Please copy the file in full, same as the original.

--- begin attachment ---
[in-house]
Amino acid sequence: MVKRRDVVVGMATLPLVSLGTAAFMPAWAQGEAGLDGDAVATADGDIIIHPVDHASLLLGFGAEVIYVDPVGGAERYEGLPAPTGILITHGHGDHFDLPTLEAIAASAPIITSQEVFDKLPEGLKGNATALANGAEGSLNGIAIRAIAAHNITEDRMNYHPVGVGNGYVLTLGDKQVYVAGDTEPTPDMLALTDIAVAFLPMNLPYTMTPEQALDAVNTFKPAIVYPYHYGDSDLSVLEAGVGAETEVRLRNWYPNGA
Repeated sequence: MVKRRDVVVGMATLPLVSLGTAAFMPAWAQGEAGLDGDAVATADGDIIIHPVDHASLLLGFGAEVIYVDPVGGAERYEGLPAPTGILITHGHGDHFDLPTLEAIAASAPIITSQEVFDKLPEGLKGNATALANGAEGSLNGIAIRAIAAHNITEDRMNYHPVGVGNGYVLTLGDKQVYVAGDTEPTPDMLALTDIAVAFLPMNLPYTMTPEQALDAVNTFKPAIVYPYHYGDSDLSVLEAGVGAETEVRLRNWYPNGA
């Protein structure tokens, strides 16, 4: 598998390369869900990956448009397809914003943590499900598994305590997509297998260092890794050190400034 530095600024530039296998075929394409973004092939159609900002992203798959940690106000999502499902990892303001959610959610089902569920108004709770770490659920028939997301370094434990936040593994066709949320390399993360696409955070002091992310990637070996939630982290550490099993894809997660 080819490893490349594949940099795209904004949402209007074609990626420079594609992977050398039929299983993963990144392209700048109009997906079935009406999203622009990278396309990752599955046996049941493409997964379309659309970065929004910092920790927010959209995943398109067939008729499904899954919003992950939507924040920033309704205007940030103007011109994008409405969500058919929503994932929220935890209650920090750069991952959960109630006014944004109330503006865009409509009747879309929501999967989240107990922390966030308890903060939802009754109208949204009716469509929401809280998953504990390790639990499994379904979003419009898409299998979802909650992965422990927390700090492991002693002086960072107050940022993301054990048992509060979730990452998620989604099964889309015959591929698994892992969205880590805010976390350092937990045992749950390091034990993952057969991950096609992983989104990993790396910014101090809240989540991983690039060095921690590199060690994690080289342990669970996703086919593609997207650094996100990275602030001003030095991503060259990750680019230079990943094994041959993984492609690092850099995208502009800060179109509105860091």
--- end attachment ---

[in-house]
Amino acid sequence: MVKRRDVVVGMATLPLVSLGTAAFMPAWAQGEAGLDGDAVATADGDIIIHPVDHASLLLGFGAEVIYVDPVGGAERYEGLPAPTGILITHGHGDHFDLPTLEAIAASAPIITSQEVFDKLPEGLKGNATALANGAEGSLNGIAIRAIAAHNITEDRMNYHPVGVGNGYVLTLGDKQVYVAGDTEPTPDMLALTDIAVAFLPMNLPYTMTPEQALDAVNTFKPAIVYPYHYGDSDLSVLEAGVGAETEVRLRNWYPNGA
Repeated sequence: MVKRRDVVVGMATLPLVSLGTAAFMPAWAQGEAGLDGDAVATADGDIIIHPVDHASLLLGFGAEVIYVDPVGGAERYEGLPAPTGILITHGHGDHFDLPTLEAIAASAPIITSQEVFDKLPEGLKGNATALANGAEGSLNGIAIRAIAAHNITEDRMNYHPVGVGNGYVLTLGDKQVYVAGDTEPTPDMLALTDIAVAFLPMNLPYTMTPEQALDAVNTFKPAIVYPYHYGDSDLSVLEAGVGAETEVRLRNWYPNGA
């Protein structure tokens, strides 16, 4: 598998390369869900990956448009397809914003943590499900598994305590997509297998260092890794050190400034 530095600024530039296998075929394409973004092939159609900002992203798959940690106000999502499902990892303001959610959610089902569920108004709770770490659920028939997301370094434990936040593994066709949320390399993360696409955070002091992310990637070996939630982290550490099993894809997660 080819490893490349594949940099795209904004949402209007074609990626420079594609992977050398039929299983993963990144392209700048109009997906079935009406999203622009990278396309990752599955046996049941493409997964379309659309970065929004910092920790927010959209995943398109067939008729499904899954919003992950939507924040920033309704205007940030103007011109994008409405969500058919929503994932929220935890209650920090750069991952959960109630006014944004109330503006865009409509009747879309929501999967989240107990922390966030308890903060939802009754109208949204009716469509929401809280998953504990390790639990499994379904979003419009898409299998979802909650992965422990927390700090492991002693002086960072107050940022993301054990048992509060979730990452998620989604099964889309015959591929698994892992969205880590805010976390350092937990045992749950390091034990993952057969991950096609992983989104990993790396910014101090809240989540991983690039060095921690590199060690994690080289342990669970996703086919593609997207650094996100990275602030001003030095991503060259990750680019230079990943094994041959993984492609690092850099995208502009800060179109509105860091």